Kākāpō banned in Bird of Year scandal

By Will Trafford

The Kākāpō took out the title of Bird of the Year back in 2008 and again in 2020. Photo / Department of Conservation

A decision to ban one of Aotearoa’s most popular manu from the annual Bird of the Year competition has fans crying fowl-play.

Forest & Bird (Te Reo O Te Taiao), has ruffled feathers by announcing the kākāpō - sometimes known as the world's fattest parrot, won’t be in the running this year due to its overwhelming popularity.

“The kākāpō has already won twice,” Forest & Bird spokesperson Ellen Rykers said in a statement.  

“While he’s definitely a fan favourite, we want to make sure that we’re able to give attention to other birds that tend to get overlooked.”

The Kākāpō is the only bird to have twice won the competition. Fans flocked to it initially in 2008 and again in 2020.

Forest & Bird says it's not ruling out letting the Kākāpō back in coming years but reiterated fears other birds may be overshadowed by their 'flashier or louder cousins'

“It will be a brief hiatus, not a complete barring,” Rykers says.

Media outlets including the BBC and Washington Post have carried the Kākāpō hiatus, with some commentators slamming Forest & Bird's decision as 'woke' cancel culture.

'Bird of the Year is so woke', said Martyn 'Bomber' Bradbury on Twitter. suggesting the kākāpō had been 'cancelled' and the contest had become a 'participation reward' for ugly birds.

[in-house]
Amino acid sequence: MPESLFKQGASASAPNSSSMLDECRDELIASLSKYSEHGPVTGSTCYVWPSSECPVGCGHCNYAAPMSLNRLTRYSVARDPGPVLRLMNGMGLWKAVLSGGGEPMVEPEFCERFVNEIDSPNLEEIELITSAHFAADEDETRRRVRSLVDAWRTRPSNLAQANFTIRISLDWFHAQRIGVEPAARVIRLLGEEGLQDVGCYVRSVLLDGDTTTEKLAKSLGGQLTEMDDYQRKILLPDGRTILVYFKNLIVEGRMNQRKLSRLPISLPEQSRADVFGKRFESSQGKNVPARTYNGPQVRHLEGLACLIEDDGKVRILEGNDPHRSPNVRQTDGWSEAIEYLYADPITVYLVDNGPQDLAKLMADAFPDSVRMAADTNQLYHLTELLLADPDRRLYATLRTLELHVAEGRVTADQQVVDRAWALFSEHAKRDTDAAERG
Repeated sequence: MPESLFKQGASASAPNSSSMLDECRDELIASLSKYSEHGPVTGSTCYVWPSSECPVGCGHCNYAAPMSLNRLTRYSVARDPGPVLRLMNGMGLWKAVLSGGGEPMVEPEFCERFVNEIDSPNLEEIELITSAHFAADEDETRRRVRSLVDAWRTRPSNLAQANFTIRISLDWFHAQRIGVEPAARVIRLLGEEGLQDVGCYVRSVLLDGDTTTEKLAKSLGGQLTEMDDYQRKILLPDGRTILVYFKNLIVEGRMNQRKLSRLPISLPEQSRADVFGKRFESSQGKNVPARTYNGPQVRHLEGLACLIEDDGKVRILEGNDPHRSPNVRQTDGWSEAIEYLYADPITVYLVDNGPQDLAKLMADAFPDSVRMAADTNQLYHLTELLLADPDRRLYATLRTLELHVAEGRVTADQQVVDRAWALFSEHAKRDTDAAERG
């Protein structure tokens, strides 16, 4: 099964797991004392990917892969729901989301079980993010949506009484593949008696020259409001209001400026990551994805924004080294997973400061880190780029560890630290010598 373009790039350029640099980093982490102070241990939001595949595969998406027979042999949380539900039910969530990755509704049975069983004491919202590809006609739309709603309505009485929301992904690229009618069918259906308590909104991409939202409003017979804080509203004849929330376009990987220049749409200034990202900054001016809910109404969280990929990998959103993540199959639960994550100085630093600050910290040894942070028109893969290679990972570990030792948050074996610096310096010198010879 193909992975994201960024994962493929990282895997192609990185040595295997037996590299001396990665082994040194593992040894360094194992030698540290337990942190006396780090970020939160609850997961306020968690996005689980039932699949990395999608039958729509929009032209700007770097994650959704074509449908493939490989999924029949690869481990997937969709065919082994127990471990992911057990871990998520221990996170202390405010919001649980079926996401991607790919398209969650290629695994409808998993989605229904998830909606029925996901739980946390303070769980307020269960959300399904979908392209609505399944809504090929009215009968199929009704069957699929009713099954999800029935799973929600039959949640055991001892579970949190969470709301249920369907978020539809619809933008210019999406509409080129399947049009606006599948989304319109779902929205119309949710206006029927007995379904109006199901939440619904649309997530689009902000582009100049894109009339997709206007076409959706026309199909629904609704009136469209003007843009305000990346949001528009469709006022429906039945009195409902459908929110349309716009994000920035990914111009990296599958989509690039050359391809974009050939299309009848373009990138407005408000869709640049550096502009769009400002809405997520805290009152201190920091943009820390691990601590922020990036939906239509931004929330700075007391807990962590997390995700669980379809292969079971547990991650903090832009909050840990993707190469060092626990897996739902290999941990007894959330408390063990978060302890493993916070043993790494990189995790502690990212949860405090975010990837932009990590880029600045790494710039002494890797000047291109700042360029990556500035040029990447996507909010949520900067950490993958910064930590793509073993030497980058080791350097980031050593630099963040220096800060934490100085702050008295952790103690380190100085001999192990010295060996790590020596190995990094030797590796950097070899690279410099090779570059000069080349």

An ornithologist from the Department of Conservation backed the Forest & Bird decision.

Last year voters were in a flap after the pekapeka-tou-roa, or long-tailed bat landed first place, despite technically being a mammal, and not a bird. Photo / Department of Conservation

Last year voters were in a flap after the pekapeka-tou-roa, or long-tailed bat landed first place, despite technically being a mammal, and not a bird. Photo / Department of Conservation

"New Zealand has lots of fantastic birds but unfortunately most of them are endangered," community manager Louise Porter told the AFP.

"There is a lot of publicity from winning bird of the year. Anything which gets the public engaging with conservation is a good thing."

Every year hundreds of thousands of bird watchers flock to the competition's website to fly the flag for their bird of choice but the competition’s not without its controversy.

Last year voters were in a flap after the pekapeka-tou-roa, or long-tailed bat landed first place, despite technically being a mammal, and not a bird.

Forest & Bird defended the decision, again arguing awareness of species under threat was really the point of the competition.

"These flying furballs are threatened by the same problems as our native birds - predators, habitat loss and climate change," a spokesperson said at the time.

"The more we do to protect them, the more it helps their feathered friends."

Voting for Te Manu Rongonui o te Tau, Bird of the Year 2022 is open now, via the birdoftheyear.org.nz website.

The winner will be revealed on October 31.

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